Our Views On The New NCD National Strategic Plan

SAFMH News Room

In June this year the Department of Health launched its new National Strategic Plan for the prevention and control of non-communicable diseases [2022-2027]. We were delighted to see mental health firmly embedded within the plan, receiving the much-needed focus it deserves within the wider non-communicable disease [NCD] discussion.

To ensure that mental health found its rightful place in the South African NCD space, the Department made the proactive move to update the previously-utilised “4 x 4” approach from the Global NCD Action Plan [focusing on cardiovascular diseases, diabetes, chronic respiratory diseases, and cancers], to a new “5 x 5” approach, which now also includes mental health as the fifth priority.

So why are we so thrilled to see mental health becoming a permanent fixture of the NCD landscape in South Africa? For starters, mental health, as a core component of overall health and a field that is highly relevant to the preservation of human rights, is chronically neglected in SA in terms of investment and policy implementation. Furthermore, the Mental Health Innovation Network states that “mental health conditions are one of the major groups of NCDs with crucial relevance in efforts to control and prevent NCDs. Mental health also has links to cancer, diabetes, cardiovascular and respiratory diseases and other NCDs. By considering mental ill health and other NCDs together, we can improve the lives of people affected by NCDs worldwide…”. Benjet et al [2019] tells us that “mental health and wellbeing are central to reducing the global burden of NCDs” while also stating that “risk factors for NCDs such as tobacco use, unhealthy diet, physical inactivity, and harmful alcohol use commonly cluster in people with mental disorders”.

The Mental Health Innovation Network explain that mental health conditions are often caused by an interplay of biological, environmental and social factors related to where people live, along with their exposure to certain risk factors. Many modifiable factors [e.g. diet, exercise, and use of alcohol and drugs] that increase the likelihood of someone being affected by a serious NCD [e.g. diabetes or cardiovascular disease] also impact their mental health . Additionally, mental health conditions often occur together with other NCDs. This means persons with chronic physical conditions have higher rates of mental health conditions, especially depression and anxiety and vice versa. The reality is that physical health outcomes are also worse if people have mental health conditions, which may lead to a drastically reduced lifespan. At the same time, mental health outcomes tend to be worse for people who have comorbid, chronic conditions like other NCDs.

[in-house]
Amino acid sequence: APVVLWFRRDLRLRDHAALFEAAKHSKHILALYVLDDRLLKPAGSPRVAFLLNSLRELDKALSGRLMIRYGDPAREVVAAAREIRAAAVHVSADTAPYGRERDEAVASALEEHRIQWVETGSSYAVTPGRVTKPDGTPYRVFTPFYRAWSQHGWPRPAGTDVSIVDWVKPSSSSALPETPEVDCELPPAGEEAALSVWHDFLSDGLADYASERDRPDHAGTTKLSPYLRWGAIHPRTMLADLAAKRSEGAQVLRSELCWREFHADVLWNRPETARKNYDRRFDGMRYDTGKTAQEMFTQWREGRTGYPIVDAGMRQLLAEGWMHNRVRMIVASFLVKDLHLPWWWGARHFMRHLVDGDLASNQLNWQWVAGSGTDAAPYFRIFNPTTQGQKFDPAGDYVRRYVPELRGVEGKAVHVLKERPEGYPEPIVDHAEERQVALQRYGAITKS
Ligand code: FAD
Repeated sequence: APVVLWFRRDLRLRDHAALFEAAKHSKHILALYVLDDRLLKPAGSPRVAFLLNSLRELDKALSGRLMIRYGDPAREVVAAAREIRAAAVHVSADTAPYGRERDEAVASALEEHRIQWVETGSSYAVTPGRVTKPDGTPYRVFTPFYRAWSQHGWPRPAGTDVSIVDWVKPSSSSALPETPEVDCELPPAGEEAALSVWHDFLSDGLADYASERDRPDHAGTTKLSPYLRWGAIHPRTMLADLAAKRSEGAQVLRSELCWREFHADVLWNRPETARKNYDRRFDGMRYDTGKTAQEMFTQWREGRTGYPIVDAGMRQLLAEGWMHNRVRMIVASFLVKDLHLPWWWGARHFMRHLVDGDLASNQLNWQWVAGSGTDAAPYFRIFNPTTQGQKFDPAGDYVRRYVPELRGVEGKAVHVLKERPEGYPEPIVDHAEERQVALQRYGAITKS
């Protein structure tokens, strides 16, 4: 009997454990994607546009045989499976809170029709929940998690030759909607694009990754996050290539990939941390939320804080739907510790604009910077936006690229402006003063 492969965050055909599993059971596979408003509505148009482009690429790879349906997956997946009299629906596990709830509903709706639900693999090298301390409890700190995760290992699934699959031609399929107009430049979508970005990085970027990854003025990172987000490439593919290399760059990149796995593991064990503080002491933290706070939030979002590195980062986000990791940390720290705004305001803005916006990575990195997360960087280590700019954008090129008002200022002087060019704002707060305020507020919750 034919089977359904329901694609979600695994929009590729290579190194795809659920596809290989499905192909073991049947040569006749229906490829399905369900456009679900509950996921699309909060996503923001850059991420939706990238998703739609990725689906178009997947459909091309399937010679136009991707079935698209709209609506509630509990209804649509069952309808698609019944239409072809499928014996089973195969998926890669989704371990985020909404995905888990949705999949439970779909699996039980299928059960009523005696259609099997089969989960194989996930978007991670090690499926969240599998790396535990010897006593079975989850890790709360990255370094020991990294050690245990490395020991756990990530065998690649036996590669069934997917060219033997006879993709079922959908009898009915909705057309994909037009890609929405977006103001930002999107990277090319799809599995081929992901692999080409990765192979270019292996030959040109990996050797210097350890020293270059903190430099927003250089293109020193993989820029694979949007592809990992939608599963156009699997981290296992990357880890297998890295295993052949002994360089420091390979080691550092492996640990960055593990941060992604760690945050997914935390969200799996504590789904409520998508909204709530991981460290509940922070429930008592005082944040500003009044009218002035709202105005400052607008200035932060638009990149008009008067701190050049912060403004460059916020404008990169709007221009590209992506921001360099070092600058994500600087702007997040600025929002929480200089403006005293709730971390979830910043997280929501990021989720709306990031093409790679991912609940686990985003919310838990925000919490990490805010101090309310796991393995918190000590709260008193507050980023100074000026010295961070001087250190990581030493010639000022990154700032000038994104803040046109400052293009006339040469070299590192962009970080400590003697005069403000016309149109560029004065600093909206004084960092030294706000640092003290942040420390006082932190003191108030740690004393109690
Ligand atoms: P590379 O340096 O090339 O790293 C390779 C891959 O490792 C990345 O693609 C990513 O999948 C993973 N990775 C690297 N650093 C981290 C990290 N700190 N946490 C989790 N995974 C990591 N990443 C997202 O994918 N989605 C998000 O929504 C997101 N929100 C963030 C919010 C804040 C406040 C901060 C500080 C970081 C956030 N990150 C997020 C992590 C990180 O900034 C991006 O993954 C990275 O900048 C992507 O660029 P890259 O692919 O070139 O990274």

So the case for mental health being included is solid, and we applaud government for taking this on board during the drafting of the NCD plan. However… as elated as we are with mental health being included in the NCD plan, there are a few issues that need to be considered:

  1. As it stands, the South African Mental Health Policy Framework and Strategic Action Plan 2013-2020 [MHPF&SA] has lapsed, with no apparent sense of urgency from the Department of Health to review, update or launch a new policy. With mental health now also being included in government’s NCD plan, while the mental health sector waits for a new stand-alone policy with bated breath, we are concerned that mental health might eventually fall through the cracks and/or become diluted. As much as mental health should be a key part of the NCD conversation, it also requires its own stand-alone policy, complemented by resources and clear implementation strategies to guarantee that policy objectives may translate into reality
  2. Because South Africa generally has a poor track record of policy implementation, we naturally have concerns about whether and/or how the NCD plan will be implemented effectively. If the MHPF&SA taught us anything, it was that South Africa is really good at writing policy, but very poor at implementing it. We wouldn’t want to see the NCP plan suffer the same fate as the MHPF&SA
  3. As was the case with the MHPF&SA, the NCD plan is firmly grounded in a respect for human rights as one of its guiding principles. However, the Life Esidimeni tragedy taught us that merely stating a commitment to human rights means nothing when those implementing policies do not take this commitment to heart. If the NCD plan is to be truly grounded in a respect for human rights, we would like to see this in the practices of those turning the paper-based policy objectives into real-world outcomes while working to bring about meaningful change for persons affected by NCDs

We wish to congratulate government and the NCD Alliance on all their hard work in terms of drafting the NCD plan. But now it’s time to knuckle down and turn policy into practice. And we look forward to playing our part in this journey.

By Leon de BeerDeputy Director, SA Federation for Mental Health

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